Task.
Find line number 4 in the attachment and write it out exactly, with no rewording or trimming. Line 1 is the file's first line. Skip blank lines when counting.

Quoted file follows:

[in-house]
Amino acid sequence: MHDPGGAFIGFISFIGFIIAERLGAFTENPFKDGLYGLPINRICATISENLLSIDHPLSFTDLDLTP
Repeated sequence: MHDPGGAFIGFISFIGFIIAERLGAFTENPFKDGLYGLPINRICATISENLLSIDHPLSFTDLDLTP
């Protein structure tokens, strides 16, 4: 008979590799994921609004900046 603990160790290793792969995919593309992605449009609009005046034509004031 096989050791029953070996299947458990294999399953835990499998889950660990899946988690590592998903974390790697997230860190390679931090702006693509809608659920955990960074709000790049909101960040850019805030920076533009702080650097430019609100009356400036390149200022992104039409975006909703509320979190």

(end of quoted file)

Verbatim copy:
């Protein structure tokens, strides 16, 4: 008979590799994921609004900046 603990160790290793792969995919593309992605449009609009005046034509004031 096989050791029953070996299947458990294999399953835990499998889950660990899946988690590592998903974390790697997230860190390679931090702006693509809608659920955990960074709000790049909101960040850019805030920076533009702080650097430019609100009356400036390149200022992104039409975006909703509320979190």